The storm surge associated with Hurricane Wilma added approximately 43 mm of sediment elevation at SH3 and LO3 (Fig. 3B) through deposition of calcitic material. At the SH3 site, the sediment deposition was followed by a more than 20 mm decline in soil surface elevation in a span of 3 years after the storm. In a shorter-term study using SET measurements at SH3 before and after Hurricane Wilma, Whelan et al. (2009) found that the initial loss of 10.5 mm in substrate elevation at this site 6 months after the storm could be attributed to -4.9 mm of erosion in the surface layer, -6.3 mm loss due to compaction in shallow and middle soil layers where roots are found, and a +0.8 mm expansion in the deep soil zone. Between 6 and 12 months following the storm, Whelan et al. (2009) report that erosion slowed (-3.6 mm), and the shallow soil zone expanded (6.8 mm) at SH3 as new rootlets stabilized the soil matrix and invaded the calcitic deposits. At the LO3 site, little or no elevation loss occurred during the 2 years following the storm. The trees at LO3 were defoliated during the storm but suffered much less structural damage and mortality compared to the SH3 and BSC coastal margin sites (Smith et al., 2009). The combined data from the LO3, BSC, and LO3 sites through 2009 showed that the progressive decline in soil elevation following the storm was strongly correlated (R2 = 0.72) to the magnitude of cumulative tree mortality. This relationship leads to the hypothesis that root death and decomposition followed by soil compaction continued to be a primary mechanism in the loss of soil elevation after the storm. The loss of soil surface elevations in the damaged portions of this forest slowed substantially in 2009 and coincided with a leveling of cumulative mortality rates in stems. It is not known what role erosion played in the decline in soil surfaces after the storm.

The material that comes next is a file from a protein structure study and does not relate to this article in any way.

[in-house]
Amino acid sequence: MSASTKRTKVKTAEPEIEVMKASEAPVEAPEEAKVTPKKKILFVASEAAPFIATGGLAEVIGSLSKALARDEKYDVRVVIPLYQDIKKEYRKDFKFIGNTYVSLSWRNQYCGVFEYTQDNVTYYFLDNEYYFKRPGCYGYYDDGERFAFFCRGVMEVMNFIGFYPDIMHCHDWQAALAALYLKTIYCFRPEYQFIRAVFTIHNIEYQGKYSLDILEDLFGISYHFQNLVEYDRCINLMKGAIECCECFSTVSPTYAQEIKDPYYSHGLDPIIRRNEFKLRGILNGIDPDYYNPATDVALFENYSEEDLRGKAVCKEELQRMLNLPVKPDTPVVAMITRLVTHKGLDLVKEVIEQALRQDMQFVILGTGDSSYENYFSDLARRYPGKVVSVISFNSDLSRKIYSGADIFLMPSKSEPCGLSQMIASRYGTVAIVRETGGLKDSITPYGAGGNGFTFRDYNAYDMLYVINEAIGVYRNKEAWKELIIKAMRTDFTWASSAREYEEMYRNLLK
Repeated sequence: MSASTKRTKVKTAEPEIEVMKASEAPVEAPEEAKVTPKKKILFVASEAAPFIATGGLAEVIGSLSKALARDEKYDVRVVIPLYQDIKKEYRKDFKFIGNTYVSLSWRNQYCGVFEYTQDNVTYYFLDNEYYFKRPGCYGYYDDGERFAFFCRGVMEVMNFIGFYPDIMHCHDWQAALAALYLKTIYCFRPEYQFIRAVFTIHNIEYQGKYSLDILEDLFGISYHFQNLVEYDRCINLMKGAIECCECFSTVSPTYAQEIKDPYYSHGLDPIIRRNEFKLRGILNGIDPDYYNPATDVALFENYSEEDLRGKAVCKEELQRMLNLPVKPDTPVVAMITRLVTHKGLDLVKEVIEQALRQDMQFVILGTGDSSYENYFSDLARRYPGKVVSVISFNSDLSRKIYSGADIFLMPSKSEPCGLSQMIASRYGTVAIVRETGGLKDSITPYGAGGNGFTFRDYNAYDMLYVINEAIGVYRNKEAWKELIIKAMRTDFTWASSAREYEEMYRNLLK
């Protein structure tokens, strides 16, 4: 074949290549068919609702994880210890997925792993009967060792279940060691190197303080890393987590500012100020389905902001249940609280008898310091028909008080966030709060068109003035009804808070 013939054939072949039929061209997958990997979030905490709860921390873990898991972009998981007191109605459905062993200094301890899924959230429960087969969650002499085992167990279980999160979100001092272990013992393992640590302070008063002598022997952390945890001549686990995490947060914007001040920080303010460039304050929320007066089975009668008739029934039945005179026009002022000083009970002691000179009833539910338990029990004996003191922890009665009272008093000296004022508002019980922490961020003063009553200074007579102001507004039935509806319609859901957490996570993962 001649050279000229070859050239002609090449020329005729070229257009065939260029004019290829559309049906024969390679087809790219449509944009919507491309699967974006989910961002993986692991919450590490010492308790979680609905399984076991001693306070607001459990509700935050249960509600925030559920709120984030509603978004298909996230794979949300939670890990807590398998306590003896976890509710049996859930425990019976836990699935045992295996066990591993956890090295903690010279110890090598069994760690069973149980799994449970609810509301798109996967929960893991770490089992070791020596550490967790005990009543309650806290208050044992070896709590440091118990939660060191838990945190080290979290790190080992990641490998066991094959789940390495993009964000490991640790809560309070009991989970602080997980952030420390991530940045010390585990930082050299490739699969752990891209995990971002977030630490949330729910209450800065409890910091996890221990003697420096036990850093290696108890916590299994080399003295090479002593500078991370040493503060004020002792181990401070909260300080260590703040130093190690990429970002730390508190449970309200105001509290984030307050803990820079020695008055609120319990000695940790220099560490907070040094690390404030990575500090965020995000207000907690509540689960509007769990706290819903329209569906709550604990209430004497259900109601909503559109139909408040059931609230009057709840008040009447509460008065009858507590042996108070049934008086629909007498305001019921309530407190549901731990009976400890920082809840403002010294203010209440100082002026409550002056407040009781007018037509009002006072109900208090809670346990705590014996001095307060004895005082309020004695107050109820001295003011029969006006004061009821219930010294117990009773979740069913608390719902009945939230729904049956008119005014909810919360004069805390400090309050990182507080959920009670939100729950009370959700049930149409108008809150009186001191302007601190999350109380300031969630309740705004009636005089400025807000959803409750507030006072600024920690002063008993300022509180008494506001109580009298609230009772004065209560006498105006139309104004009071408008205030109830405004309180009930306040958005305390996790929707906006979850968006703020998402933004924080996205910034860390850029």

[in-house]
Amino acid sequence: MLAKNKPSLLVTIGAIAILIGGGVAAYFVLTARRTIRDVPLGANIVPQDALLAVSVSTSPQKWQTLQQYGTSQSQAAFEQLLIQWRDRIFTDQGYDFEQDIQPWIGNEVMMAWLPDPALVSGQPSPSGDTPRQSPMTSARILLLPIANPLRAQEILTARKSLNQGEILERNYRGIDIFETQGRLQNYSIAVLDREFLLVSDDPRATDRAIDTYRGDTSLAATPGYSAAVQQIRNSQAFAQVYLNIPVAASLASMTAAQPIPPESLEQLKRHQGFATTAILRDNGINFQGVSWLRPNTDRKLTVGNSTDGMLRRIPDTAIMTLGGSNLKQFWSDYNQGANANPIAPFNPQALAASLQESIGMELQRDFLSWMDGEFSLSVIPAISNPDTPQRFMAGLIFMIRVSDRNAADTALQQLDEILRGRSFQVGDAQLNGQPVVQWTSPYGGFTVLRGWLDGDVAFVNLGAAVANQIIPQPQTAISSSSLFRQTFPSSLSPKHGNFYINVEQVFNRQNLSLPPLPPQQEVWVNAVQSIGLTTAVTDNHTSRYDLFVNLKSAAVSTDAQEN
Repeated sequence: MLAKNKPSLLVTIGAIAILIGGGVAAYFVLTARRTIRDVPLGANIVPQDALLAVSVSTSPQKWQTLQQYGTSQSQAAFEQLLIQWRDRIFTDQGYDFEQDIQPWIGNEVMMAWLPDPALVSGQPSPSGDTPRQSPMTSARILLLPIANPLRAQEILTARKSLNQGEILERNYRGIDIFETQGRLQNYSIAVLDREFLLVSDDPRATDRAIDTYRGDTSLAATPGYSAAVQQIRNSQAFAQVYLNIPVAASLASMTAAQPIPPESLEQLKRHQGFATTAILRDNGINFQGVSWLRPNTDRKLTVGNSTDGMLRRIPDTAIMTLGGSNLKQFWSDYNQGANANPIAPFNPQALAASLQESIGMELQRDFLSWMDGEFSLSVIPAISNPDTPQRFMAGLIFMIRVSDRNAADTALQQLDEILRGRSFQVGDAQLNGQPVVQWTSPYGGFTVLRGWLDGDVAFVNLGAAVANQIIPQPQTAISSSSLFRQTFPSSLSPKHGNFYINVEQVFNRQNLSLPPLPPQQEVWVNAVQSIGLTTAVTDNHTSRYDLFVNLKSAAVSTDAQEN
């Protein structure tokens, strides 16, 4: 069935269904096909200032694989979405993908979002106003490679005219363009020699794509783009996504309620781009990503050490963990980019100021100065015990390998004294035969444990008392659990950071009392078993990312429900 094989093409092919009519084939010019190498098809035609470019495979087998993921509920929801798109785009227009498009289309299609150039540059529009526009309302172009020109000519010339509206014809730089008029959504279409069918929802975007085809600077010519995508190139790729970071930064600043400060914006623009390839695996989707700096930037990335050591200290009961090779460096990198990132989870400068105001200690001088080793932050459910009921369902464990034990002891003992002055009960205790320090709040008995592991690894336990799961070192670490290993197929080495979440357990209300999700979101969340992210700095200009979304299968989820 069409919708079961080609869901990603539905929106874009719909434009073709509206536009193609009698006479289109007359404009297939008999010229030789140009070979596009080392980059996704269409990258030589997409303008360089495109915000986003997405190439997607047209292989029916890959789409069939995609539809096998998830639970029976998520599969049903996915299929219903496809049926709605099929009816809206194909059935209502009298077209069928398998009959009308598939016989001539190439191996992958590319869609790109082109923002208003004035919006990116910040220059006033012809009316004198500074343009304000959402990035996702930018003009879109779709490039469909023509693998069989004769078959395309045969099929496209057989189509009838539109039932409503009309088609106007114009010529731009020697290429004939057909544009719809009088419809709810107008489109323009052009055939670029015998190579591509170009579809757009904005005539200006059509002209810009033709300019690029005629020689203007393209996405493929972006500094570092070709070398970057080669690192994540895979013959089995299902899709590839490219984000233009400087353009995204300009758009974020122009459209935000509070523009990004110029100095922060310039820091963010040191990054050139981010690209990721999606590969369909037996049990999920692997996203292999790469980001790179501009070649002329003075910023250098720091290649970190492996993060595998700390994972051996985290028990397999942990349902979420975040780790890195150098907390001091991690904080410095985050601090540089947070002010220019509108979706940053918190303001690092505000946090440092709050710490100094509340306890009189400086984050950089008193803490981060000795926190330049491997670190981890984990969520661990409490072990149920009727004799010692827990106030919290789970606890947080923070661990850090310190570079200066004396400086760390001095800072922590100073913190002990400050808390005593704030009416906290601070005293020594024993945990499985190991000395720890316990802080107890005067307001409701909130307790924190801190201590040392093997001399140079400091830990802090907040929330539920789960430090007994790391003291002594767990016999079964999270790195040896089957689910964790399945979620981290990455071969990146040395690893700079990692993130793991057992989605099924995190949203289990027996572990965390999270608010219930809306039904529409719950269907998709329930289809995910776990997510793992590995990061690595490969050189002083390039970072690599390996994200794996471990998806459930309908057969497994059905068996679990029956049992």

The loss of sediment elevation following tree mortality at the SH3 site is concurrent with higher nighttime respiration rates measured at the nearby EC site, leading us to further hypothesize that enhanced soil carbon loss due to elevated TS may have also contributed to the decline in soil mass (and elevation) observed at SH3 and BSC sites following the storm. Our observations show that the timing of the recovery in ecosystem respiration rates and soil temperatures to near pre-storm values in 2009 coincides with the period when declining soil surface elevations and tree mortality rates also stabilized, and this is considered as support for this hypothesis. However, since soil temperatures increased by 1-2 °C following the storm, it is likely that any increases in soil CO2 flux caused by the higher TS represented a relatively small fraction of the total increase in ecosystem respiration observed after the storm (Lovelock, 2008).
Despite the subsequent loss of soil surface elevations following the storm, the calcitic deposits brought by the Hurricane Wilma storm surge resulted in net gains in soil surface elevations in inland areas of the mangrove forest. However, in the areas located closest to the coast, such as those represented by the BSC site where the storm caused significant erosion, sediment elevations remained lower than pre-storm conditions. Surveys of aerial photographs from the early 1900s showed that similar hurricane impacts in the Everglades coastline resulted in permanent transitions from mangrove forests to intertidal mudflats along tidal channels draining to the Gulf of Mexico (Smith et al., 2009). Our findings also agree with the findings of Cahoon et al. (2003) who found Honduran mangroves forests that suffered partial mortality after Hurricane Mitch (1998) gained elevation with root production while the basin mangrove forests that suffered total mortality experienced irreversible peat collapse.